The problem is, Modigliani's myth isn't actually visible in his work. There may be melancholy, but there's no histrionics, suffering, or anger. His sculptures are elegant and poised, his drawings keen, and his portraits serene. Ease and isolation emanate from Modigliani's work, a geometry of stillness and composure.
This crowded but wonderfully condensed exhibition of eight primitivistic sculptures, 44 mostly excellent drawings, and 47 paintings of varying quality—including a great portrait of a limp-wristed Cocteau, and five reverberating nudes—allows you to glean why Modigliani might have been driven to drink after that day in the Bateau-Lavoir. Picasso, Braque, Matisse, Mondrian, even Klee, revered the past but were forced to overturn it out of sheer frustration. Modigliani was frustrated too, but he consciously preserved his connection to the past. He wanted newness without cubism. This ties him to the more conservative wing of modernism, and makes him a better, more universal version of Oskar Kokoschka or Elie Nadelman—closer to Chagall, although Chagall's colors, compositions, space, and surfaces are more adventurous. Modigliani combined influences like Cézanne, Toulouse-Lautrec, early Picasso, Fauvism, and Brancusi, as well as archaic Greek and Renaissance sculpture and African and Cycladic carving to invent a race of long-necked, oval-faced, hollow-eyed beings who exist in shallow tilted space. These beings and that space have bewitched viewers ever since. Still, something's missing.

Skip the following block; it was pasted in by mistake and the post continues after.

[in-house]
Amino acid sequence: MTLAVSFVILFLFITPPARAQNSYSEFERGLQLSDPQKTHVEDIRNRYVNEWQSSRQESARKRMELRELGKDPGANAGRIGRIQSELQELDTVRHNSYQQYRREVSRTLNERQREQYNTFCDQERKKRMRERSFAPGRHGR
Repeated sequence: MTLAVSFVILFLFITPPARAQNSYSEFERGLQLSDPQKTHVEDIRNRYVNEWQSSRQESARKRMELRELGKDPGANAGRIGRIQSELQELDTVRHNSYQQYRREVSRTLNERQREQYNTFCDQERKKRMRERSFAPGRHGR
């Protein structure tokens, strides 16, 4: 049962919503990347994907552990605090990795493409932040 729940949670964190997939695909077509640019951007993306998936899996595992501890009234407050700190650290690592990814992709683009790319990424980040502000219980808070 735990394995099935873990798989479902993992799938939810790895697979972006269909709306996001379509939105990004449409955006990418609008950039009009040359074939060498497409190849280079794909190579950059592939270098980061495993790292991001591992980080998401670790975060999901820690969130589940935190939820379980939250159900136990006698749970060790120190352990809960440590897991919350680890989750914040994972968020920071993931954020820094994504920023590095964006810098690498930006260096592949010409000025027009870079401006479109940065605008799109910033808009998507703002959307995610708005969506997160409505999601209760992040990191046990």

The opening Modigliani quote in the show's catalog inadvertently sheds light on what that may be:
"The man who cannot find new ambitions and even a new person within himself, who is always destined to wrestle with what has remained rotten and decadent . . . is not a man."
Certainly, Modigliani's art is neither rotten nor decadent. It is filled with elegiac love and numinous longing. However, except for the nudes, sundry portraits, and a number of the drawings, his art is formulaic. In his defense, you could say that unlike in his life, in his art Modigliani found something, settled down, and perfected it. True, there is amplification in his work, but there's sadly little perfecting. He overturned convention, then settled into one of his own making. Perhaps Modigliani wasn't confident or conscious enough to plumb the extraordinary implications of his art—the collapsing space, the frontality, his ideas of finish and elongation, or his striking mix of the primitive and classical. As a result, you don't need to experience his art over and over in order to "know" it. Modigliani's art lets us know that, far from being habituated to risk, he avoided it.
Amedeo Clemente Modigliani (July 12, 1884 – January 24, 1920)